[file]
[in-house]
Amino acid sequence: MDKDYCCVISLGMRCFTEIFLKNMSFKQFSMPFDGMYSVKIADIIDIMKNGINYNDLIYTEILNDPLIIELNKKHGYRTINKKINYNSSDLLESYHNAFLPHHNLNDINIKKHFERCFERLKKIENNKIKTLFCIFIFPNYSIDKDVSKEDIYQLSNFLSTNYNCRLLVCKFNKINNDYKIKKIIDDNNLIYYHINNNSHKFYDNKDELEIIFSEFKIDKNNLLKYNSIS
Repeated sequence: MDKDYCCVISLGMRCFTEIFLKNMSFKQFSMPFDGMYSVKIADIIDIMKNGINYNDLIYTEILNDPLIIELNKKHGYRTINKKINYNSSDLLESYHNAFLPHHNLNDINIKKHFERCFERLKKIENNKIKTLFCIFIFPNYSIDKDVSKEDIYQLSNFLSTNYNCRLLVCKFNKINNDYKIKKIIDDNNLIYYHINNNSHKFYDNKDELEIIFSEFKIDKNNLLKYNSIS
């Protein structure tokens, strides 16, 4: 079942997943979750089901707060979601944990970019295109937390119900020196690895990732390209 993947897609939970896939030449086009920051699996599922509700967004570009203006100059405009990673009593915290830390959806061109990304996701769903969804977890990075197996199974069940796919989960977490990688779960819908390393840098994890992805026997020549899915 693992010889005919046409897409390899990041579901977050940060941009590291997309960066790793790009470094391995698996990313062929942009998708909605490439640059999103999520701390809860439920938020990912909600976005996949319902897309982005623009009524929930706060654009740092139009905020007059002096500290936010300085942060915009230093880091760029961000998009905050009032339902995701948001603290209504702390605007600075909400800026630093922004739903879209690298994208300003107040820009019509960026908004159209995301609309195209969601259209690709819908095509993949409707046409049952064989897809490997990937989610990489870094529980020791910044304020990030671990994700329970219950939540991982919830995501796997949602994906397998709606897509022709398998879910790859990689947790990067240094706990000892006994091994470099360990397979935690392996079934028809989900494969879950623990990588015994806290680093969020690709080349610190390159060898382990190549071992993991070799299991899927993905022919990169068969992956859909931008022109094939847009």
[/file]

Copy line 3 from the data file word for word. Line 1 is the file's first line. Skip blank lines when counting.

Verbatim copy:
Repeated sequence: MDKDYCCVISLGMRCFTEIFLKNMSFKQFSMPFDGMYSVKIADIIDIMKNGINYNDLIYTEILNDPLIIELNKKHGYRTINKKINYNSSDLLESYHNAFLPHHNLNDINIKKHFERCFERLKKIENNKIKTLFCIFIFPNYSIDKDVSKEDIYQLSNFLSTNYNCRLLVCKFNKINNDYKIKKIIDDNNLIYYHINNNSHKFYDNKDELEIIFSEFKIDKNNLLKYNSIS